• Installing automatic energy management systems provides a centralized view of the HVAC system, allowing companies to track performance, identify trends, and highlight potential problem areas.  For example, automatically resetting the supply air temperature on the cleanroom AHU will reduce simultaneous heating and cooling while allowing the system to reset chilled water and hot water temperatures. An automated system can also control condenser water pumps, cooling towers, and chillers based on their relationship to one another. The end result is an opportunity to reduce the facility’s energy bills by more than 20%.
  • Matching the HVAC system to actual space user requirements will facilitate proper temperature, and relative humidity set points, air-change-per-hour requirements, and space pressurization.
  • Providing fresh-air pre-cooling coils will improve humidity control in cleanrooms.
  • Installing variable frequency drives on air-handling unit (AHU) fans, chillers, boiler combustion fans, chilled and hot water pumps, condenser water pumps, and cooling tower fans provides greater control of the AC motor speed and torque.
  • Newer heating and cooling systems are far more efficient than old ones, so it may be worth replacing systems that are more than ten years old.

COMPRESSED AIR

Pharma manufacturers frequently use compressed air for equipment operation, vacuum cleaning, spray systems, and instrument air in hazardous areas. Since compressed air may come in contact with pharma products, it’s often filtered to meet strict contamination control standards. Unfortunately, at only 10%, compressed air is one of the least energy-efficient applications in any drug manufacturing plant. As such, compressed air should be used in strict moderation – turned off when not needed or replaced for a higher efficiency compressor. Reducing energy consumption in the compressed air system is inexpensive and can result in cost savings of up to 50%

PUMPS

Pumping coolants is an energy-intensive pharmaceutical application. Research studies have shown that over 20% of the energy consumed by pumping systems could be saved through changes to equipment and/or control systems. The initial capital costs of the pump and motor traditionally make up just 2.5% of the total costs. On average, approximately 40% of the energy supplied to centrifugal pumps in chemical processing is wasted as unrecoverable low-grade heat. It is worth noting that only 6% of energy losses are caused by operational issues, while 34% are built in at the design stage — meaning they are attributable to decisions made during design and the increasingly common practice of fast-tracking this critical step. When inadequate time is budgeted for proper engineering analysis, design engineers are forced to compensate by oversizing pumps, which results in inefficient operation.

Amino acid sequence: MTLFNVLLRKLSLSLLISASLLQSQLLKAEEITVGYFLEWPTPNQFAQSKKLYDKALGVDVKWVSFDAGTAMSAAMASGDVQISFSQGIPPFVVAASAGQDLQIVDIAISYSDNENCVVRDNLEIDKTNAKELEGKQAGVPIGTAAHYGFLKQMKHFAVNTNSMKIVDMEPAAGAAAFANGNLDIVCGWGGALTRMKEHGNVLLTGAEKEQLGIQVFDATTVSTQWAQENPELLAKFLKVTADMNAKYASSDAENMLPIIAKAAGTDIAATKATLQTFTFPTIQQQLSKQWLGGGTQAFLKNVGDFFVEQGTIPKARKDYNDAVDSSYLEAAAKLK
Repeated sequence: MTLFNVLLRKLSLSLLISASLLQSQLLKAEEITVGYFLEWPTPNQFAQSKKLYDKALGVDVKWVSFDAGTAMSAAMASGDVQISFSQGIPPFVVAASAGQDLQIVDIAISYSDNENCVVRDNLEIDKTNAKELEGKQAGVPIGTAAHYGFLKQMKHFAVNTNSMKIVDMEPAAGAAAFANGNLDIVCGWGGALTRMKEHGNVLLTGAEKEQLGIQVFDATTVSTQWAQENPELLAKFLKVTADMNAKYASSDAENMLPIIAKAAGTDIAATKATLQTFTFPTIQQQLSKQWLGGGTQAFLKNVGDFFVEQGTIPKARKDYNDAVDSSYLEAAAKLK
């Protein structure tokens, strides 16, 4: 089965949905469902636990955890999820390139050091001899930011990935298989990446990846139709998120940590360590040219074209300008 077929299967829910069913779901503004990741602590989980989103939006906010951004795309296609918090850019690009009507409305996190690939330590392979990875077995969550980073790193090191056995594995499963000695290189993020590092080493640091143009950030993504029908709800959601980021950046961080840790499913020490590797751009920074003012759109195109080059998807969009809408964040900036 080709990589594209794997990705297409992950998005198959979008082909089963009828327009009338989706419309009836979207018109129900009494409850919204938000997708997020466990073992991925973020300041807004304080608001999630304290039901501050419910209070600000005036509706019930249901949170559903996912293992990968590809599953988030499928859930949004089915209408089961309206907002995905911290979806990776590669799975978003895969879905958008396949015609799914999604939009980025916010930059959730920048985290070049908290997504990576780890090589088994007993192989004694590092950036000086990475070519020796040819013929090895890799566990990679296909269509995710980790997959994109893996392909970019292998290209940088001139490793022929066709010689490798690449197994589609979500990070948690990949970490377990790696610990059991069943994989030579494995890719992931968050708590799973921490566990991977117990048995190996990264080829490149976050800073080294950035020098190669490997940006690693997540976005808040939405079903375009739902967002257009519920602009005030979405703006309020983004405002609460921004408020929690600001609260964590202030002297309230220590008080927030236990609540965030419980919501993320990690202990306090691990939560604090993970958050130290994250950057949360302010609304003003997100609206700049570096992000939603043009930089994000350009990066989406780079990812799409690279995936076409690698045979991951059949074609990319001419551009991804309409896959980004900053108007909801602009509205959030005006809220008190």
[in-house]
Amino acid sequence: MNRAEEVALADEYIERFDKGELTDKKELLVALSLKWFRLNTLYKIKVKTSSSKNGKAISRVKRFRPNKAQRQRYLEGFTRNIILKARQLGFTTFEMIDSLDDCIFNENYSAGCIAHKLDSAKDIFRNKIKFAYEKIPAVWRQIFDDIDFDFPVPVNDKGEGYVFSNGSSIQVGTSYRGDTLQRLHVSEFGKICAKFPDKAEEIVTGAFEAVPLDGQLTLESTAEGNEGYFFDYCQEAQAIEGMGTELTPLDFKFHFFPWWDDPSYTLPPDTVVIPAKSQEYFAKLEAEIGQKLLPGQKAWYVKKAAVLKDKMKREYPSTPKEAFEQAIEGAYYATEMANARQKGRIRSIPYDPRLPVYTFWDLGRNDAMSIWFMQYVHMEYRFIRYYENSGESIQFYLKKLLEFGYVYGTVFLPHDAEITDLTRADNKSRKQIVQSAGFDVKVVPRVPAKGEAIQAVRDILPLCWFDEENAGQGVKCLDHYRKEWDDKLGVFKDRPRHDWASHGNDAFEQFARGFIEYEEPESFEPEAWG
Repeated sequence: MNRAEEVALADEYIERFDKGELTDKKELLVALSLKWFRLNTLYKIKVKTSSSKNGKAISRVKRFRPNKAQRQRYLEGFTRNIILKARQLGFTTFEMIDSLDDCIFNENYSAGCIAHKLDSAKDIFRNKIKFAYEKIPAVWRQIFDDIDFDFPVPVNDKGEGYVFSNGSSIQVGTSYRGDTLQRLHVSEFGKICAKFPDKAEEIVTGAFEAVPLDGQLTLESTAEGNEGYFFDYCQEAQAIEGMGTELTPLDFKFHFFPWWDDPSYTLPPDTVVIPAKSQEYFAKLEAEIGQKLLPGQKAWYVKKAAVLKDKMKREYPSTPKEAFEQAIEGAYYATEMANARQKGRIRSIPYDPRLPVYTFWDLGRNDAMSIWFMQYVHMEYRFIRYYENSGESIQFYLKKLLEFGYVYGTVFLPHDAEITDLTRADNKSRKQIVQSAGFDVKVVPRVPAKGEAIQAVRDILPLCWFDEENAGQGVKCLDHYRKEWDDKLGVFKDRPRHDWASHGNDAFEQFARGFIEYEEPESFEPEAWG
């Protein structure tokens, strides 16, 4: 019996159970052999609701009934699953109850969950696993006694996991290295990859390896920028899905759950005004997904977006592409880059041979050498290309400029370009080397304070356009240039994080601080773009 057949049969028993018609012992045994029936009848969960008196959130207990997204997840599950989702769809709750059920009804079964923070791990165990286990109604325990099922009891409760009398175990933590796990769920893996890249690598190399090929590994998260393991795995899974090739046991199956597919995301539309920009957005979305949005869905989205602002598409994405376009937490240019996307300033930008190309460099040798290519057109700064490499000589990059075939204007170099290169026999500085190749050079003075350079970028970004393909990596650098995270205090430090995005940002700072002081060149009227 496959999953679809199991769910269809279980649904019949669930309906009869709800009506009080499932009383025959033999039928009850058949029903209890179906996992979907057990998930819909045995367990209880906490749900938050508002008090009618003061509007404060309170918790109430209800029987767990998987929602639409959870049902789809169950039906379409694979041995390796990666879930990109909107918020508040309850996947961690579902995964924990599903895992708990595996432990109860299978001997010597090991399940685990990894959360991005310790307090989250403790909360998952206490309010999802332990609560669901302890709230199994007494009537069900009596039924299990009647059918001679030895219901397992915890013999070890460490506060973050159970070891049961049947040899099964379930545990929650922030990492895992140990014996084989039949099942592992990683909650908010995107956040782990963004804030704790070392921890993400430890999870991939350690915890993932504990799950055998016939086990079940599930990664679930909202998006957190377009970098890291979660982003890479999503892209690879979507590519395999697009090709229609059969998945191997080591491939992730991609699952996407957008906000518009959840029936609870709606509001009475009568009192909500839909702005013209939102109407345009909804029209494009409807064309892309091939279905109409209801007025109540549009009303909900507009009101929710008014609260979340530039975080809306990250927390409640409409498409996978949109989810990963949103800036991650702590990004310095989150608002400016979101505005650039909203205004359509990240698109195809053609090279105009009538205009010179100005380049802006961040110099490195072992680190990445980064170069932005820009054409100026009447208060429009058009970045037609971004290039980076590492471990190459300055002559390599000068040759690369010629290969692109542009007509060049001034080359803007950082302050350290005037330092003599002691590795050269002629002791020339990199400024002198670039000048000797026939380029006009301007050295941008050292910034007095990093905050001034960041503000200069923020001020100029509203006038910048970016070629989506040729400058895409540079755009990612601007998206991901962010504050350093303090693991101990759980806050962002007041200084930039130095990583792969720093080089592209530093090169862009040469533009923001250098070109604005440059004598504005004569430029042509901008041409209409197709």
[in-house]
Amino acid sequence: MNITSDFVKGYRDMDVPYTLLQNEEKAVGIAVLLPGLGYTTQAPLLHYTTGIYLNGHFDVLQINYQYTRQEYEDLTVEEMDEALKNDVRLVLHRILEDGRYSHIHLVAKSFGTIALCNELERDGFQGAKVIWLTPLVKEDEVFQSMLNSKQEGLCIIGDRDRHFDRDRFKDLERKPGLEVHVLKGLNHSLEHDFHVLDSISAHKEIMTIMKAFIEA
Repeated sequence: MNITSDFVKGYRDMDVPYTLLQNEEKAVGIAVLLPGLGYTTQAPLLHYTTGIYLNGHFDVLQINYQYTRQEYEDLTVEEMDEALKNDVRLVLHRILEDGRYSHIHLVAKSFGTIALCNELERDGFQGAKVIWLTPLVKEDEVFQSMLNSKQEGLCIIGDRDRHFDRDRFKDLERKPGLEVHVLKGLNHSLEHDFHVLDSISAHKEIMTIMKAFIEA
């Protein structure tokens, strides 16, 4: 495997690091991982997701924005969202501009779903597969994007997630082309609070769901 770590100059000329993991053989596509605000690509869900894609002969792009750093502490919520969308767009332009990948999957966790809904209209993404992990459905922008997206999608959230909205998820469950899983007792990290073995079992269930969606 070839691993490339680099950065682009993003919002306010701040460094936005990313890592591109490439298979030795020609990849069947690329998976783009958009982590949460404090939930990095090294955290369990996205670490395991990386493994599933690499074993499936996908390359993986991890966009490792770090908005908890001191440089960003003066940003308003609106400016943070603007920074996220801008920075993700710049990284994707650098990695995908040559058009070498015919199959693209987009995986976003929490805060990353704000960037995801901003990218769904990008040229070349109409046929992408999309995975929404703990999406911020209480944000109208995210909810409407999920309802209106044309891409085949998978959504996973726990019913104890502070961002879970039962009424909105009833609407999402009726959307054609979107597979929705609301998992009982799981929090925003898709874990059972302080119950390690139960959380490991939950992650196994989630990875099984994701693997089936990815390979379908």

Energy costs make up about 95% of the lifetime costs of the pump. Maintenance costs comprise the remaining 2.5%. As such, the initial choice of a pump system, consisting of a pump, a drive motor, piping networks, and system controls, should depend on energy cost considerations rather than on initial costs. 

LIGHTING
Fortunately, roughly half of the design-related losses can be reduced by retrofits and a relatively simple revamp of process controls. The most effective way to eliminate power loss in individual pumps is to operate each pump at the speed that exactly matches the minimum process flow and head requirements, represented by the system curve. This can only be done by varying operating speeds. 

Lighting power usage is generally driven by two factors: light fixtures/lamps, and lighting controls. LED bulbs provide good overall general lighting at lower power densities than fluorescent fixtures and result in an immediate reduction in energy consumption. Using task lighting at benches and work areas is another way to reduce energy consumption. Lighting controls should be used to dim lighting in areas with windows based on the daylight available and to shut off most lights when a room or space is unoccupied. Both methods can be used together to achieve additional lighting power savings compared to conventional approaches.

IN CONCLUSION

The cost to manufacture and distribute pharmaceutical products will continue to increase in step with the ever-rising cost of energy. Changing how energy is managed across an organization can improve process efficiency, product quality, production rates, and achieve cost savings of up to 30%. Once optimum energy efficiency is achieved, pharma manufacturers should evaluate renewable energy solutions to further reduce costs.